263 F3d 61 Gregory Kerns v. Chalfont-New Britain Township Joint Sewage Authority
263 F.3d 61 (3rd Cir. 2001)
GREGORY KERNS, APPELLANT
CHALFONT-NEW BRITAIN TOWNSHIP JOINT SEWAGE AUTHORITY
UNITED STATES COURT OF APPEALS FOR THE THIRD CIRCUIT
Argued: April 3, 2001
Filed August 3, 2001
As amended August 13, 2001.
Appeal from the United States District Court For the Eastern District of Pennsylvania D.C. No.: 99-cv-01596 District Judge: Honorable John P. FullamRandal S. White (Argued) Fox, Rothschild, O'Brien & Frankel 102 North Main Street P.O. Box 1589 Doylestown, PA 18901-0700 Counsel for Appellant
Daniel J. Divis (Argued) Gerolamo, McNulty, Divis & Lewbart 225 South 15th Street The Lewis Tower Building, Suite 1600 Philadelphia, PA 19102 Counsel for Appellee
Before: Scirica, Rosenn and GIBSON,* Circuit Judges.
OPINION OF THE COURT
Rosenn, Circuit Judge.
This appeal challenges the unwritten policy of a state regulated Sewage Authority to subject its superintendent to urinalysis drug testing. Gregory Kerns, the plaintiff, sought employment in 1997 as the superintendent of a waste-water treatment facility operated and maintained by the Chalfont-New Britain Township Joint Sewage Authority ("the Authority"). During his interview, the Authority informed Kerns that he would be required to undergo and pass a drug screening urinalysis as a condition of employment. He agreed and was permitted to make his own arrangements for the testing. He failed. He requested and the Authority granted another opportunity for testing and this time he passed. About 60 days later, the Authority asked Kerns to undergo another urinanalysis. He expressed no objection, provided a urine sample, and tested positive for marijuana. Kerns, still on probationary status, was discharged.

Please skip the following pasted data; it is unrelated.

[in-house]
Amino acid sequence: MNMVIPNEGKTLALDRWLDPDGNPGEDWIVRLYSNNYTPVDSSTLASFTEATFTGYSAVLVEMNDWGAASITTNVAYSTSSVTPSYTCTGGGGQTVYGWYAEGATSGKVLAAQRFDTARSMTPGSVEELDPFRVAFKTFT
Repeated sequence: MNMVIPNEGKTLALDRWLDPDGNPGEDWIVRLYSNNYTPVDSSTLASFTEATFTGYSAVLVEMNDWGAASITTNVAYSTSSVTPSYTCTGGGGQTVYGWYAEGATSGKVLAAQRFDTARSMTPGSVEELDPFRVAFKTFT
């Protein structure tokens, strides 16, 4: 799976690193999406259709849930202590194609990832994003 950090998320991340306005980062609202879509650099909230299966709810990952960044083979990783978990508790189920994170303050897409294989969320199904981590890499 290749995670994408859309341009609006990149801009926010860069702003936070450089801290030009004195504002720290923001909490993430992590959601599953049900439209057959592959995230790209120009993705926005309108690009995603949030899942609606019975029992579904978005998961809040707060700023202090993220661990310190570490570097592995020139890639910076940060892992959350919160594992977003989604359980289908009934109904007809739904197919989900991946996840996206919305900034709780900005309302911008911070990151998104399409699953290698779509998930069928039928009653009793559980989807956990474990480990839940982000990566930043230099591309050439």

Kerns filed an action in the United States District Court for the Eastern District of Pennsylvania under 42 U.S.C. S 1983, seeking reinstatement, declaratory judgment, and damages. He alleged that the Authority violated his Fourth Amendment right to be free from unreasonable searches when it required him to submit to and pass a drug test as a condition of employment. The District Court granted summary judgment in favor of the Authority, holding that Kerns' legitimate expectations of privacy were lessened by the "disastrous consequences" that can occur when mistakes are made in the operation of a sewage treatment plant. The Court also held that Kerns had consented to the drug tests, thereby rendering them constitutionally permissible. Kerns timely appealed. We affirm.